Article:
SCOTTISH entrepreneur David Sibbald's Aridhia Informatics venture has developed an app aimed at reducing the number of patients readmitted to hospital within 30 days.

Aridhia is now inviting National Health Service trusts in England to take advantage of the technology.

The firm noted that, since 2011, more than £390 million had been withheld from English hospital budgets under a policy which penalises a hospital if a person is readmitted within 30 days. It said its new app for doctors could help them improve patient outcomes and ease the budgets of NHS England hospitals by predicting the risk of readmissions.

Aridhia added: "With the new app, it will take doctors less than two minutes to predict a risk of readmission that may be avoided if an intervention is deployed accordingly, potentially saving their hospital thousands of pounds as well as improving patient outcomes."

The PARR30 "community edition" app, which is being made available through Aridhia's community programme, calculates risk through a predictive mathematical model developed by the Nuffield Trust using an anonymised 10 per cent sample of all NHS England hospital admissions between April 2008 and 2009.

Aridhia said the app was easy to use in real-time and by the bedside. It processes 17 pieces of information which can be obtained from hospital information systems or a patient's notes.

These include the date of birth of a patient, detail on recent admissions, and diagnosis of any major health conditions. The app takes into account 11 major conditions drawn from the "Charlson co-morbidity index".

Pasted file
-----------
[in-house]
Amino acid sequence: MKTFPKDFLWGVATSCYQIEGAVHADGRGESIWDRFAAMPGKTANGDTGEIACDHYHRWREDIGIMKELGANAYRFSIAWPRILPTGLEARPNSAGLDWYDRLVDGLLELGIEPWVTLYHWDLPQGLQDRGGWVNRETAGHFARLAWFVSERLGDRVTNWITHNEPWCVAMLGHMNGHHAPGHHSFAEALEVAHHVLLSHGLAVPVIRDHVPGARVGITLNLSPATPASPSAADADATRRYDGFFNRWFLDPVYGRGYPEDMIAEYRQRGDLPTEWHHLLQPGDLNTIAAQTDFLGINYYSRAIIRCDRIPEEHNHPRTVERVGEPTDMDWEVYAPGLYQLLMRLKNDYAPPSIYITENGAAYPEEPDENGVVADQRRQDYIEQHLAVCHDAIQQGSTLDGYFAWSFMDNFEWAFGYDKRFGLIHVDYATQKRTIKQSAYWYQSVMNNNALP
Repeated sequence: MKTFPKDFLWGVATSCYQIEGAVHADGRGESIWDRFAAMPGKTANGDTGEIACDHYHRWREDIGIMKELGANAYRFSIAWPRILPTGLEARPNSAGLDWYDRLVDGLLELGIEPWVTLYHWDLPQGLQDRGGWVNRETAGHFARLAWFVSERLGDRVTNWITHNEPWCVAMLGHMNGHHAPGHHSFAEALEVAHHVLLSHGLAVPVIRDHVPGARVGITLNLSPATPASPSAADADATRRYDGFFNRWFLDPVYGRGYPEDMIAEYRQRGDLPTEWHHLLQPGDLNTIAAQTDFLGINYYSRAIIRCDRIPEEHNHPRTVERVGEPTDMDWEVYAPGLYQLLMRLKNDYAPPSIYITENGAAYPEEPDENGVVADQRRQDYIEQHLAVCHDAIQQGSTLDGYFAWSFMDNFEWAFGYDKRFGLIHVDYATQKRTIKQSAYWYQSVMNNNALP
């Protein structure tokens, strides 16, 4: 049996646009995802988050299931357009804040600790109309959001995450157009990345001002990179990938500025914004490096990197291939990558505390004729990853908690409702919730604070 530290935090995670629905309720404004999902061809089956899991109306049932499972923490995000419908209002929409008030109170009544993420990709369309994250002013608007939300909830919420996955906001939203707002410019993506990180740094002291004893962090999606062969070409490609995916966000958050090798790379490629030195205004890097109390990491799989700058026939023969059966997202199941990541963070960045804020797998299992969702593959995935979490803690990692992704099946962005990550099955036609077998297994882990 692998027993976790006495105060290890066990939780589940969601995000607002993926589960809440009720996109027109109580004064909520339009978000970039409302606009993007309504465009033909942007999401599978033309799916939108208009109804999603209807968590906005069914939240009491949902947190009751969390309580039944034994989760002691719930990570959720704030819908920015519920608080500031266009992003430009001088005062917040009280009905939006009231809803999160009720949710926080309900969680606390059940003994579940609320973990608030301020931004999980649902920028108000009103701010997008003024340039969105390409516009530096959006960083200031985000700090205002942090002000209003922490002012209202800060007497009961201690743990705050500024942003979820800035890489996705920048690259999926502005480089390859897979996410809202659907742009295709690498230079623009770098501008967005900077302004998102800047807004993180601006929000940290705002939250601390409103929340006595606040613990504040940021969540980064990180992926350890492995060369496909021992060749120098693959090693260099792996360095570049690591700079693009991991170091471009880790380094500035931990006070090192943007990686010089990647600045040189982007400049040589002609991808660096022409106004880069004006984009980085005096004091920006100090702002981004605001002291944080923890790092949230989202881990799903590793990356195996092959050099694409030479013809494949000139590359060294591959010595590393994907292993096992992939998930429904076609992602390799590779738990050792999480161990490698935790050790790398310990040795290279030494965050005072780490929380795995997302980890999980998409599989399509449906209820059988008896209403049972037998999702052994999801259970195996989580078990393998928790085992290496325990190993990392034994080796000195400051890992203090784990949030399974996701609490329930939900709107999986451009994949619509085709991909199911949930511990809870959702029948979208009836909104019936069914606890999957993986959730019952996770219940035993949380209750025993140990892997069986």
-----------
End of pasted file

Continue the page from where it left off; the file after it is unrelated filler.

Aridhia is inviting interested NHS trusts in England to register their details and become a "key partner in the translation of research into clinical practice". It is also offering a "trust edition" of the app, a paid-for service which allows trusts to localise the scoring algorithm, using additional data to calibrate and personalise PARR-30 to a specific hospital.

The customer base of Aridhia, which has created a software platform to enable analysis of large amounts of health-related data to support treatment of patients, includes NHS Scotland. NHS Scotland has been using Aridhia's platform to help track the treatment of cancer patients and to analyse data relating to patients who are on complex mixes of medication for multiple chronic conditions.